ssg
19th May 2008, 21:39
Imbalance...if you were a little more upfront at the beginning ..

Ok. So what your saying is...'can I get away with getting into a field using reverse because the non reverse numbers won't make it...in a foreign country'...Probably France right? Your worried your going to get nicked after landing by the authorities and want to hand them a piece of paper and a middle finger! Why didn't ya say so!

The fact that you HAVE a plane certified with braking distances to include reversers is your 'piece of paper' ...if that distance says you can make it in, then your golden..

Secondly, I don't think any country has in thier regs a requirement telling you how to land a plane, with reverse or not..

inbalance
19th May 2008, 23:18
SSG,

So what your saying is...'can I get away with getting into a field using reverse because the non reverse numbers won't make it...in a foreign country'.

Yes, thatīs exactly what I wanted to say.

I have to apologise that I didnīt make it that clear. I am ICAO english 4 only, if that counts. ;)

So you think I can do it that way, as long as I take into acount that the reversers could fail and I still can stop the aircraft with brakes only.

I donīt want to show anybody a finger. My plan is to get a thumbs up for that from our authorities in advance. But before that I want to make shure, that I havenīt overread something.
I studied the related Papers for 3 Month now and I couldnīt find anything against it. So I started to talk to more experienced people, but all they had to say was that I canīt use the reversers for planing.

Nobody could tell me where it is written, but they all where shure that it is prohibited. All I could find is an old german law, the LuftBO. The LuftBO sayed that you canīt use reversers. But the LuftBO was replaced by JAR-OPS.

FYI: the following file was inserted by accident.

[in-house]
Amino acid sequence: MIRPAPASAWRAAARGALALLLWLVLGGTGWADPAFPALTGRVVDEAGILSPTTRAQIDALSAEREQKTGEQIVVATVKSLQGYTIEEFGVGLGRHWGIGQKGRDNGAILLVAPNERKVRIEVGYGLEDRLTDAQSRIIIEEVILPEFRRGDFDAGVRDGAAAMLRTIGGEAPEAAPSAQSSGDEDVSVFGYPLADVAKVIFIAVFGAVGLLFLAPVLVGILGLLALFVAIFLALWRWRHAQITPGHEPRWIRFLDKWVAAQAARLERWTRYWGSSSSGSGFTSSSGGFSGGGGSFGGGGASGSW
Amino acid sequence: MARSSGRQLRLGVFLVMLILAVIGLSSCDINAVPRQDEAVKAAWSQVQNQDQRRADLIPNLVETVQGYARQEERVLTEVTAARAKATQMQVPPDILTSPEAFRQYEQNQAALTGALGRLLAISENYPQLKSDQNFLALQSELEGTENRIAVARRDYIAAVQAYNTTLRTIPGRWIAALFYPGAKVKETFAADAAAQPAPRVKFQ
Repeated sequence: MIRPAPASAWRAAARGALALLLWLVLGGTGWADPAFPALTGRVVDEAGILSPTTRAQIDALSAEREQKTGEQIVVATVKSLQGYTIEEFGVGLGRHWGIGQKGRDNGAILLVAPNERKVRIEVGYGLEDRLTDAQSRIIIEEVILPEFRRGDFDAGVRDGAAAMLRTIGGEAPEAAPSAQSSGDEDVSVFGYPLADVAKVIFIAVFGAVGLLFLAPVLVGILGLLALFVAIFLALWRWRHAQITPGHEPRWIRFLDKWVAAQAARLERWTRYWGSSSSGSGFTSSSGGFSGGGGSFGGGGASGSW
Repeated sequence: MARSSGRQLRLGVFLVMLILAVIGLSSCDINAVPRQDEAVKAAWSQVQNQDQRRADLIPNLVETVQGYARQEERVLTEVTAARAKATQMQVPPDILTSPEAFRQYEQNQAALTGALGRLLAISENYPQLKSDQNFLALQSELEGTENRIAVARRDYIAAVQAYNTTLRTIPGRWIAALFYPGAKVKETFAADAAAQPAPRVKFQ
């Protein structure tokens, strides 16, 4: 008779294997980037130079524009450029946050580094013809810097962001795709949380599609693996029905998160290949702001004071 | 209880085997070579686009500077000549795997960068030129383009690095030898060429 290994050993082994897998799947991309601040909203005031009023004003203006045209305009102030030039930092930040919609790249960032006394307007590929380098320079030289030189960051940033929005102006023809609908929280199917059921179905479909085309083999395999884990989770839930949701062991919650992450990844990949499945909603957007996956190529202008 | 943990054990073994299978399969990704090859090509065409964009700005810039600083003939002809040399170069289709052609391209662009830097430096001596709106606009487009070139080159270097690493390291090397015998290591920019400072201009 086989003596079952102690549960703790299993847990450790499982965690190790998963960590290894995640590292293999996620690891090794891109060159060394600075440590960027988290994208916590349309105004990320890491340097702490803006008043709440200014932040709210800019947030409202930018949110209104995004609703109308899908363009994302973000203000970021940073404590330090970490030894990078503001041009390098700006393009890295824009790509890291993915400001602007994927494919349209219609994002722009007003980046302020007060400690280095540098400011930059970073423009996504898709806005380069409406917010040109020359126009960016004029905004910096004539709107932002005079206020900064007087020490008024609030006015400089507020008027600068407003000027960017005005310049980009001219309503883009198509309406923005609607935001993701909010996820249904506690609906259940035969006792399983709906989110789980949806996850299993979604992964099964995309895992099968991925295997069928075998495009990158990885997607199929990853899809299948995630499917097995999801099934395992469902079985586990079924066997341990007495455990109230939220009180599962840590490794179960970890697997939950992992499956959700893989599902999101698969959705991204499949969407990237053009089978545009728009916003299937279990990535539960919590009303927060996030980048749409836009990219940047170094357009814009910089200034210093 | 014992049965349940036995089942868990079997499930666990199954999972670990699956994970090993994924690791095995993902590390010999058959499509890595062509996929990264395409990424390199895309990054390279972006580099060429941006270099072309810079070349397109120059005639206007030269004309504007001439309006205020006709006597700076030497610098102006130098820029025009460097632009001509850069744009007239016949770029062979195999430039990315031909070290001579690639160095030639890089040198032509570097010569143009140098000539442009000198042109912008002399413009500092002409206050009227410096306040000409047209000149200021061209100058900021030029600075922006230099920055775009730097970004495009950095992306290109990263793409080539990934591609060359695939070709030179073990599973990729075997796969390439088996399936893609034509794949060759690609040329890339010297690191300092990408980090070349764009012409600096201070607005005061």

I think they all havenīt recognized that this old Law is no longer valid and even Instrucors still teaching it the old way.
FAR 25 might be different, but there are still a lot of FAR 23 aircraft still in production.

Inbalance

SNS3Guppy
19th May 2008, 23:22
The operating rules are really irrelevant. Consider the practical wisdom of restricting yourself to planning to not have reverse available. I understand completely what you're saying, and any time you have to justify something by saying "what can I get away with," you're in error.

Time to check yourself.

You may legally proceed and plan for the use of reverse. If you're wise, you'll plan for landing without it, and take any reduction in landing distance you actually achieve with reverse, as a bonus.

ssg
20th May 2008, 00:50
Imbalance...sounds like your legal to me.

If you know what your doing, and know your equipment well, getting into strips that no one else can is really fun.. No doubt your upping the risk by needing reversers for the landing vs just brakes, but a super low approach speed, ref -10 - 15, flat approach...short field techniques....

Keep in mind, there are short field pilots and there are those that admonish the practice...the doers and the watchers....

As far as advice in here...there are guys that won't do that flight, calling it unsafe, then fly thier airliner to the fence overgross, on reduced power,...take it all with a grain of salt...

Give me a call, I'll fly with ya!

inbalance
20th May 2008, 01:19
My english isnīt the best.